When truly horrific crimes occurred in Western New York, the people who committed them often turned to John R. Nuchereno for help.
The people he represented included John Justice, the Kenmore honor student who killed his family and a neighbor in 1985; the notorious Nushawn Williams, the Chautauqua County man who went to prison in the 1990s for infecting young women with the virus that caused AIDS; and dozens of people suffering with mental illnesses accused of murder, rape and other atrocities.
Nuchereno died on Wednesday in Roswell Park Cancer Institute of complications from chemotherapy and radiation treatment following a recurrence of leukemia after what was believed to be a successful bone marrow transplant 18 months ago. He was 64.
He is fondly remembered by colleagues as a man who worked hard to defend clients whose criminal acts stemmed from mental illness.
“John took on a lot of cases that other attorneys either weren’t equipped to handle, or didn’t want to handle,” recalled defense lawyer Joseph J. Terranova, a close friend who worked with Nuchereno on many cases over three decades. “He wasn’t a flashy or flamboyant guy, but I would put him on a pedestal. He worked very hard to learn and understand the legal issues surrounding mental illness. And then, he willingly shared his knowledge with other lawyers and law students.”
State Supreme Court Judge Christopher J. Burns, who knew Nuchereno since the early 1970s, agreed.
“When you had a really tough case and needed someone to take the assignment, John would never turn it down,” Burns said. “And he was not only a very good attorney and advocate for his clients, he was a good and loyal friend to many people.”
Nuchereno operated law offices in Buffalo and Orchard Park with his wife and law partner, Catherine E. Nagel.
An attorney for nearly 40 years, Nuchereno handled more cases of homicide or extreme violence than almost any other defense lawyer, according to Terranova and others active in the field. His law office said Nuchereno tried hundreds of criminal cases, including at least 50 homicide cases that went to jury trials.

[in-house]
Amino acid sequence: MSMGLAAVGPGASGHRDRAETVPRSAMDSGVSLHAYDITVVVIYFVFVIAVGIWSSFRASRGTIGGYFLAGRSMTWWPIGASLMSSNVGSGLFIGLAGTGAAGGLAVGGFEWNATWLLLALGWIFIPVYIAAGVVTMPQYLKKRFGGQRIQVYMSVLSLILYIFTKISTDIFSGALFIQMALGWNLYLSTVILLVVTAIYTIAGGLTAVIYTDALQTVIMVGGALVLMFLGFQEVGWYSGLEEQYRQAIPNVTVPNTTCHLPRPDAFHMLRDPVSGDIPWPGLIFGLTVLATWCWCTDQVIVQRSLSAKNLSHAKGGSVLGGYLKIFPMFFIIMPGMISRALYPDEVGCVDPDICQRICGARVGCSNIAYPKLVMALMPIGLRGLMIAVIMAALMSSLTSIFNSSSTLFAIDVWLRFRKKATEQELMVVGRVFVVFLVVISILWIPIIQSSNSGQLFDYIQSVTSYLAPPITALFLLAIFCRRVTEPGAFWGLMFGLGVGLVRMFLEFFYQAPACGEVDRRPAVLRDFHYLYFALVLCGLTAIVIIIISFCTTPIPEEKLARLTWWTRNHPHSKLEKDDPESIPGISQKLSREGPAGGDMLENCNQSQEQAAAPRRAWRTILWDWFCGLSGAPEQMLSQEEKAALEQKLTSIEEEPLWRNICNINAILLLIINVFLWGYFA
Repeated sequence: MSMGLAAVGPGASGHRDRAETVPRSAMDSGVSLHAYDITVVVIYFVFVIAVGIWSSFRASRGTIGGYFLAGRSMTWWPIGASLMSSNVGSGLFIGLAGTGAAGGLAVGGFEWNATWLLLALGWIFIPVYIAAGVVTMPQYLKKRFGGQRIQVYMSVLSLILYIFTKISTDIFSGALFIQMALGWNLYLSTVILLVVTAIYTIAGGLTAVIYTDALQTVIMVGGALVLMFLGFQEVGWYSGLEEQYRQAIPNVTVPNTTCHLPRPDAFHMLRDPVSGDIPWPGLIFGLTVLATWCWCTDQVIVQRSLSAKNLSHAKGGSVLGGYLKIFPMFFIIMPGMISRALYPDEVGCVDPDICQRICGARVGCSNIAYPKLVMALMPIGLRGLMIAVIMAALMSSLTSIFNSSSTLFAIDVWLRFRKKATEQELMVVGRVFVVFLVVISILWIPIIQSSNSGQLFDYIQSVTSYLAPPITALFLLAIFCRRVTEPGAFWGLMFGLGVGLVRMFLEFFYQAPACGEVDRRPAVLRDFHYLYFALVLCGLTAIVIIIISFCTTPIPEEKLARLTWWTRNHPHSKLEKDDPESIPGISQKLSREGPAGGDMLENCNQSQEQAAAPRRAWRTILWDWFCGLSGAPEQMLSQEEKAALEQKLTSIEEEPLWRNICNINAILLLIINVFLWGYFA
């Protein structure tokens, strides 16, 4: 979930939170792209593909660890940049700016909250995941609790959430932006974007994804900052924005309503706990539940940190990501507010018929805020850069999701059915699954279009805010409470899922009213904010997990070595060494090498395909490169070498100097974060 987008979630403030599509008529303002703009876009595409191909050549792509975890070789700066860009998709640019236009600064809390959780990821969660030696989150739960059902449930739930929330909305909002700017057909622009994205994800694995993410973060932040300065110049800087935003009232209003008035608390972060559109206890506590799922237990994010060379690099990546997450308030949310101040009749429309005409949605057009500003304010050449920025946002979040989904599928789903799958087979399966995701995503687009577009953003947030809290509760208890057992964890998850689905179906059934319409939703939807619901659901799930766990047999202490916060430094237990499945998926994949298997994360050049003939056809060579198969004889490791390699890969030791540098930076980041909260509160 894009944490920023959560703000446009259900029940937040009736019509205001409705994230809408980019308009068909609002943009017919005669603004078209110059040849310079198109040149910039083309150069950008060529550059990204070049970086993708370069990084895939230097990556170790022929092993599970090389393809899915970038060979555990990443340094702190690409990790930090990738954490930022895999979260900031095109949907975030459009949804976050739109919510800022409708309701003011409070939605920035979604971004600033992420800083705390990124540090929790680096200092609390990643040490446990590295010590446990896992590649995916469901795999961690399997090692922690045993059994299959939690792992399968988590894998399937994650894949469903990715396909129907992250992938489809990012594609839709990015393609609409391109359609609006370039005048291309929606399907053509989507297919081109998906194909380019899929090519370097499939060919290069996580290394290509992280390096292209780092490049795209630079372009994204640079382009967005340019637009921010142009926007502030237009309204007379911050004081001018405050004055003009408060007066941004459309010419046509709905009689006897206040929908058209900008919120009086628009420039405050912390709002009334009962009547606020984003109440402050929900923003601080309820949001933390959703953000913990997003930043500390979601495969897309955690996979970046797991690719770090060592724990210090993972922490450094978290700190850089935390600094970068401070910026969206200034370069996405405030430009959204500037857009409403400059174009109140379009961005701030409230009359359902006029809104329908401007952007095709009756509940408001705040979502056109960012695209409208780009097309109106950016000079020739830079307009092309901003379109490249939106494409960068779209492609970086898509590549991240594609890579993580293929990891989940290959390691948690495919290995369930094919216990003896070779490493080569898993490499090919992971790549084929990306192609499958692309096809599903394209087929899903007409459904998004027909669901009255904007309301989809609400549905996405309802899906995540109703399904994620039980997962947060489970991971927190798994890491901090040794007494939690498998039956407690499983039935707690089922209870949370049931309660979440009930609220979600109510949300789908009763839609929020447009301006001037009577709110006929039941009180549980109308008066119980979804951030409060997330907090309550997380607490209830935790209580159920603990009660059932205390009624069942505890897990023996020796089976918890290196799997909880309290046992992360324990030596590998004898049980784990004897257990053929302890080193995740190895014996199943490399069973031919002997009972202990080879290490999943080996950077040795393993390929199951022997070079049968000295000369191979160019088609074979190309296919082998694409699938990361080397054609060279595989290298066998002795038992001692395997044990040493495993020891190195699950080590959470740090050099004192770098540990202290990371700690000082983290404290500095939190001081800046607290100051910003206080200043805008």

Over the years, Nuchereno represented several adult clients accused of killing infants or little children. While Nuchereno felt sorry for the victims and their families, he also felt a strong responsibility to provide the best possible defense for his clients, Terranova said.
“I worked closely with John on many cases, disturbing cases,” Terranova said. “John was like a rock. He focused on providing the best, most professional help for the client. I saw him get upset a few times when he felt justice was not done for his clients.”
In addition to John Justice and Nushawn Williams, Nuchereno represented many other clients charged or convicted of infamous crimes.
They included Richard J. McKeon Jr., a former police officer who was sentenced to 20 years in prison after he strangled his girlfriend and set her body on fire in Orleans County in 2008; David Heck of the Town of Tonawanda, who was sentenced to 25 years after killing his mother on Christmas Eve in 2009; Luke Wright of North Collins, who was sentenced to 19 years after abusing and assaulting his mentally retarded sister in 2009; and Ahmir Cole of Buffalo, who was sentenced to life in prison after killing a Main Street restaurant owner during a 2006 robbery. He also represented Thomas Montgomery, a former church deacon who was sentenced to 20 years after he fatally shot a co-worker in Clarence in 2006. The co-worker and Montgomery were involved in an Internet love triangle with a woman.
Born and raised in Buffalo, Nuchereno was a graduate of St. Joseph’s Collegiate Institute, the University at Buffalo and Louisiana State University Law School.
He was a decorated Army veteran who served as a paratrooper in the 82nd Airborne Division.
Nuchereno taught classes on the law at UB Law School and Hilbert College. An active member of the Erie County and New York State bar associations, he was chairman of the Attorney Grievance Committee for Western New York, a past director of the Erie County Society for Aid to Indigent Prisoners, and a past chairman of the Criminal Law Committee of the Erie County Bar Association. He was also a founding director of the UB Law School’s Trial Advocacy Institute and its Innocence and Justice Project.
“He was one of the top experts in the area of crimes involving people with mental illness. He wrote legal papers that he shared with his law students and fellow lawyers, that could have been books,” Terranova said. “He was very unselfish about sharing all the information he had.”
Nuchereno had a wonderful sense of humor and was a delightful story teller, both Terranova and Burns said.
The attorney enjoyed golf, canoeing and visiting the Adirondack Mountains.
In addition to his wife, he is survived by his first wife, Heidi Nuchereno; two daughters, Whitney and Regan; two sisters, Ruth McGuire and Claire Witt; and two brothers, Daniel and James Jr.
A Mass of Christian Burial will be offered at 9:30 a.m. Monday in Christ the King Church, 30 Lamarck Drive, Amherst.